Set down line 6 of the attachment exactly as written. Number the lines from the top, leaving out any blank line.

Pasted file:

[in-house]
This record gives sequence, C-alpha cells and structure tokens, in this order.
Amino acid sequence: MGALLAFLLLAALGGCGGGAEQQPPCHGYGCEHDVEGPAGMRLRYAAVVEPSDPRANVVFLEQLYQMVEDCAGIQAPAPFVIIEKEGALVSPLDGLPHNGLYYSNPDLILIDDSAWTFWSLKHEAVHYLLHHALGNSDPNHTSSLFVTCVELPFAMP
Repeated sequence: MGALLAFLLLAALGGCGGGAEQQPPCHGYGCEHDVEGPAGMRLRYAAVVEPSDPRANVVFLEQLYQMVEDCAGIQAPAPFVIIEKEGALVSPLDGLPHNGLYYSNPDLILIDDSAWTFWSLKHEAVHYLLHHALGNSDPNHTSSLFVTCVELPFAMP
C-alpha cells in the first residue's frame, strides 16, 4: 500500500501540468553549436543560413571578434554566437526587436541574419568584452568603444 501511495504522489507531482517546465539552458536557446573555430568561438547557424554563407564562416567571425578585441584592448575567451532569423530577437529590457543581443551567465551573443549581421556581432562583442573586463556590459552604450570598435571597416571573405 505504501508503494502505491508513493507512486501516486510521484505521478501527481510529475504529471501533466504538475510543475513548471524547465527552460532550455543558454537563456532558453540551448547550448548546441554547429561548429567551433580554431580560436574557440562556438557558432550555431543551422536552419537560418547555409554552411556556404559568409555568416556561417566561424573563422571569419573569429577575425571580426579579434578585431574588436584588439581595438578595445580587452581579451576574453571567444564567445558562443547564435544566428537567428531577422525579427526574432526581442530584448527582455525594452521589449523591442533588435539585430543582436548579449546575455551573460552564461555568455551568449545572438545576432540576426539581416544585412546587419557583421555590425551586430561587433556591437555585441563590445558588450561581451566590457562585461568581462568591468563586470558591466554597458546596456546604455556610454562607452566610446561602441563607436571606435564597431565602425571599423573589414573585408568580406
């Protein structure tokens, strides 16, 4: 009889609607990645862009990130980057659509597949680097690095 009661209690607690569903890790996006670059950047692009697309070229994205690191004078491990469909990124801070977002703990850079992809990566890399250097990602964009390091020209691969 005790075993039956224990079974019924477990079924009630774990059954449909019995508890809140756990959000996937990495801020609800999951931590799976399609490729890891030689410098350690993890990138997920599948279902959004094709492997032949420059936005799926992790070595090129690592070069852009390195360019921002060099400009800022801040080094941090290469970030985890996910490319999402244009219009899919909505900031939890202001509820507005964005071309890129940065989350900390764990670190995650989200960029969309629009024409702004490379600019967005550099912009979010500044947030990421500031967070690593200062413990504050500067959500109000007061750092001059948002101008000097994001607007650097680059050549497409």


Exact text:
């Protein structure tokens, strides 16, 4: 009889609607990645862009990130980057659509597949680097690095 009661209690607690569903890790996006670059950047692009697309070229994205690191004078491990469909990124801070977002703990850079992809990566890399250097990602964009390091020209691969 005790075993039956224990079974019924477990079924009630774990059954449909019995508890809140756990959000996937990495801020609800999951931590799976399609490729890891030689410098350690993890990138997920599948279902959004094709492997032949420059936005799926992790070595090129690592070069852009390195360019921002060099400009800022801040080094941090290469970030985890996910490319999402244009219009899919909505900031939890202001509820507005964005071309890129940065989350900390764990670190995650989200960029969309629009024409702004490379600019967005550099912009979010500044947030990421500031967070690593200062413990504050500067959500109000007061750092001059948002101008000097994001607007650097680059050549497409």